Europe's largest mammal the auroch is being re-created through selective breeding
Fourth generation herds in pilot projects around Europe
Keystone herbivore could restore failing ecosystems and save other species
Our ancestors learned to respect the auroch, and immortalized them in pre-historic cave paintings.
The earliest cows were mighty beasts that stood almost as tall as elephants, with lean, powerful frames and fearsome horns that would make a hunter think twice.
For thousands of years the aurochs were the largest land mammals in Europe, until the rise of human civilization decimated their numbers, and the last of the species died in Poland in 1627 – one of the first recorded cases of extinction.
Conservationists now believe the loss of the keystone herbivore was tragic for biodiversity in Europe, arguing that the aurochs’ huge appetite for grazing provided a natural “gardening service” that maintained landscapes and created the conditions for other species to thrive.
The theory is now being put to the test, as a “near 100% substitute” of the beast is returned to the forests.
Ecologist Ronald Goderie launched the Tauros programme in 2008, seeking to address failing ecosystems. The most powerful herbivore in European history seemed to offer a solution.
“We thought we needed a grazer that is fully self-sufficient in case of big predators…and could do the job of grazing big wild areas,” says Goderie. “We reasoned that this animal would have to resemble an auroch.”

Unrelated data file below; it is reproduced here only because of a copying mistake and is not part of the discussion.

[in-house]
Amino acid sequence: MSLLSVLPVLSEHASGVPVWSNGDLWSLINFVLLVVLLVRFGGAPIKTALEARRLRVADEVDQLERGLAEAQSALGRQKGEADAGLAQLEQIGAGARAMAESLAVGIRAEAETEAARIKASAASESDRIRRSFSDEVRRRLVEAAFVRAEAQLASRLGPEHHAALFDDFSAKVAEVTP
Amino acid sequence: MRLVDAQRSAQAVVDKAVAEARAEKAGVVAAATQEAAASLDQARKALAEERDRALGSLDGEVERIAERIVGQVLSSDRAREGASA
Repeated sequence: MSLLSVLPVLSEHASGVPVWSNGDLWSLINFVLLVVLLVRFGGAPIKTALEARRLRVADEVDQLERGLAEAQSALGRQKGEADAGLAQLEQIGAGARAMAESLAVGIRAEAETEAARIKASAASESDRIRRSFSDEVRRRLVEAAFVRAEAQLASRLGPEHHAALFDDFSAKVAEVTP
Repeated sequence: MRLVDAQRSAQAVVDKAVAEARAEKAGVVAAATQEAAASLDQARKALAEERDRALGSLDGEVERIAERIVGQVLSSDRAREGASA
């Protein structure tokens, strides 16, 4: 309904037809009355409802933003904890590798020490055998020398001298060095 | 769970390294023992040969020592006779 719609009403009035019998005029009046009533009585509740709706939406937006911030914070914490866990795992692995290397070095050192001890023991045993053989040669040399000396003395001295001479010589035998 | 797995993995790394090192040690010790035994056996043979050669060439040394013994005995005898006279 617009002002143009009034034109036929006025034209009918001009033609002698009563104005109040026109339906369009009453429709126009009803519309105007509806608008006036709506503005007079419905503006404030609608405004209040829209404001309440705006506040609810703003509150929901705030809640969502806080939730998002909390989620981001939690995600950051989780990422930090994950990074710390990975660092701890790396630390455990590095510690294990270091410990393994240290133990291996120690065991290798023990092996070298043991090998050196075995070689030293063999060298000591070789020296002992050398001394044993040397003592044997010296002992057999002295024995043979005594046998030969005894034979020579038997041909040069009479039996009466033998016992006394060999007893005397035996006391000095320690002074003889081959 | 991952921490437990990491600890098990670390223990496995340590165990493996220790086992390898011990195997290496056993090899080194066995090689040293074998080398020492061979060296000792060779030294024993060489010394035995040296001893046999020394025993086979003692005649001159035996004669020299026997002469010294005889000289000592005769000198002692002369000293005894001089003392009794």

Rather than attempt the type of gene editing or high-tech de-extinction approaches being employed for species from woolly mammoths to passenger pigeons, Goderie chose a method known as back-breeding to create a substitute bovine he named “Tauros.”
Auroch genes remain present in various breeds of cattle around the continent, and the team identified descendants in Spain, Portugal, Italy and the Balkans. Geneticists advised breeding certain species together to produce offspring closer to the qualities of an auroch, and then breed the offspring.
The animals get closer with each generation, and the team have the advantage of being able to test the offspring’s DNA against the complete genome of an auroch, which was successfully sequenced at University College Dublin.
“You could see from the first generation that apart from the horn size, there was enough wild in the breed to produce animals far closer to the auroch than we would have expected,” says Goderie.
The ecologist had predicted that seven generations would be necessary for the desired outcome, which might be achieved by 2025.
The program is now in its fourth generation, and pilot schemes across Europe are offering encouragement.